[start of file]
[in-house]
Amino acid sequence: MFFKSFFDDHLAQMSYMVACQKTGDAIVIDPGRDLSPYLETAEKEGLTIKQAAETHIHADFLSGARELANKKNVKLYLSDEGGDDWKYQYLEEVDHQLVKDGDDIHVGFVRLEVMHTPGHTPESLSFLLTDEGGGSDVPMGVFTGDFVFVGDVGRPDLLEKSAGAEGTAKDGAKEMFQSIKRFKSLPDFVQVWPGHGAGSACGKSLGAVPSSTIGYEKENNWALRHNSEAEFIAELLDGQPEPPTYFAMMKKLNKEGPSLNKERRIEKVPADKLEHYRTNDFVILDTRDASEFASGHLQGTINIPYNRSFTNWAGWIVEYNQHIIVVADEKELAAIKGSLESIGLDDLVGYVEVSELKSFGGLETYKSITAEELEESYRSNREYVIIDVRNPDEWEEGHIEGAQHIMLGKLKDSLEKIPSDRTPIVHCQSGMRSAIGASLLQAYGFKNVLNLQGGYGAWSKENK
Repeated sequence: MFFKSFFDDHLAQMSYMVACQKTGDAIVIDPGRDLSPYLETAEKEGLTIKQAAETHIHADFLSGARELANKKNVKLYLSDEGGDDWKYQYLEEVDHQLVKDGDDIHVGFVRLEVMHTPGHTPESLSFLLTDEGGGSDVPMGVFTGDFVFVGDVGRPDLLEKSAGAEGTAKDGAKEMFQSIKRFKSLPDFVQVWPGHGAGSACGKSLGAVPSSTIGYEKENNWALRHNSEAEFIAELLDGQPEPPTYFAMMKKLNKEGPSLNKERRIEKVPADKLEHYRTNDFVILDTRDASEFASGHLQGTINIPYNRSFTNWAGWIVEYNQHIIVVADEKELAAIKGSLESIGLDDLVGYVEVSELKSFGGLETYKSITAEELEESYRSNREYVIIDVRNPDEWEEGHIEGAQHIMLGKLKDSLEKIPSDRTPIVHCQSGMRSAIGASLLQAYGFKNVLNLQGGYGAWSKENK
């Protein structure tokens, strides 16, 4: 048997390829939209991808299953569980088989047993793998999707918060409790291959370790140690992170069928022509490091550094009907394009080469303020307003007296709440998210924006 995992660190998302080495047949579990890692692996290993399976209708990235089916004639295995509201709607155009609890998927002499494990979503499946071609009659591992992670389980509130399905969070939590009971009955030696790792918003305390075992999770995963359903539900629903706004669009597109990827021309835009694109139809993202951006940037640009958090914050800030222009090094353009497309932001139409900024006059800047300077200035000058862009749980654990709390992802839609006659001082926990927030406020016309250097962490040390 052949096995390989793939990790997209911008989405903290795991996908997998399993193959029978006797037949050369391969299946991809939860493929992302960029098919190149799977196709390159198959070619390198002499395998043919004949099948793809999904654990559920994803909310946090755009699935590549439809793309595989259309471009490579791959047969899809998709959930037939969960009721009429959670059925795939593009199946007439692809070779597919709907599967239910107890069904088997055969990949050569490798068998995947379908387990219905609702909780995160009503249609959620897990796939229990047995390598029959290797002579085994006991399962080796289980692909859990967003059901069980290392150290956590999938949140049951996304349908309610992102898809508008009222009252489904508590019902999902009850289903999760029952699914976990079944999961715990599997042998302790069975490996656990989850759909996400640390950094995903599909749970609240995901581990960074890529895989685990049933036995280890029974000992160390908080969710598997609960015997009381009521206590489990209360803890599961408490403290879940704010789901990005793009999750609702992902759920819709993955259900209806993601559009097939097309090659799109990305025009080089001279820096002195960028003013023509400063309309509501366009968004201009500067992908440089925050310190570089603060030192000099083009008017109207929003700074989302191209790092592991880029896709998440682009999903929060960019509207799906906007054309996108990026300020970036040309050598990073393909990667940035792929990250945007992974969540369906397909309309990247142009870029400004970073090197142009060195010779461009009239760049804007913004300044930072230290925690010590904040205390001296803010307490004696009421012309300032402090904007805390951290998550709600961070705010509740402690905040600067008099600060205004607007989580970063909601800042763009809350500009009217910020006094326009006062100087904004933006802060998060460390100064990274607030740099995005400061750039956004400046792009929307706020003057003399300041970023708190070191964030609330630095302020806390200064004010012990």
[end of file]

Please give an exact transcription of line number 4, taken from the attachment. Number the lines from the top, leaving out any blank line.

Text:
């Protein structure tokens, strides 16, 4: 048997390829939209991808299953569980088989047993793998999707918060409790291959370790140690992170069928022509490091550094009907394009080469303020307003007296709440998210924006 995992660190998302080495047949579990890692692996290993399976209708990235089916004639295995509201709607155009609890998927002499494990979503499946071609009659591992992670389980509130399905969070939590009971009955030696790792918003305390075992999770995963359903539900629903706004669009597109990827021309835009694109139809993202951006940037640009958090914050800030222009090094353009497309932001139409900024006059800047300077200035000058862009749980654990709390992802839609006659001082926990927030406020016309250097962490040390 052949096995390989793939990790997209911008989405903290795991996908997998399993193959029978006797037949050369391969299946991809939860493929992302960029098919190149799977196709390159198959070619390198002499395998043919004949099948793809999904654990559920994803909310946090755009699935590549439809793309595989259309471009490579791959047969899809998709959930037939969960009721009429959670059925795939593009199946007439692809070779597919709907599967239910107890069904088997055969990949050569490798068998995947379908387990219905609702909780995160009503249609959620897990796939229990047995390598029959290797002579085994006991399962080796289980692909859990967003059901069980290392150290956590999938949140049951996304349908309610992102898809508008009222009252489904508590019902999902009850289903999760029952699914976990079944999961715990599997042998302790069975490996656990989850759909996400640390950094995903599909749970609240995901581990960074890529895989685990049933036995280890029974000992160390908080969710598997609960015997009381009521206590489990209360803890599961408490403290879940704010789901990005793009999750609702992902759920819709993955259900209806993601559009097939097309090659799109990305025009080089001279820096002195960028003013023509400063309309509501366009968004201009500067992908440089925050310190570089603060030192000099083009008017109207929003700074989302191209790092592991880029896709998440682009999903929060960019509207799906906007054309996108990026300020970036040309050598990073393909990667940035792929990250945007992974969540369906397909309309990247142009870029400004970073090197142009060195010779461009009239760049804007913004300044930072230290925690010590904040205390001296803010307490004696009421012309300032402090904007805390951290998550709600961070705010509740402690905040600067008099600060205004607007989580970063909601800042763009809350500009009217910020006094326009006062100087904004933006802060998060460390100064990274607030740099995005400061750039956004400046792009929307706020003057003399300041970023708190070191964030609330630095302020806390200064004010012990």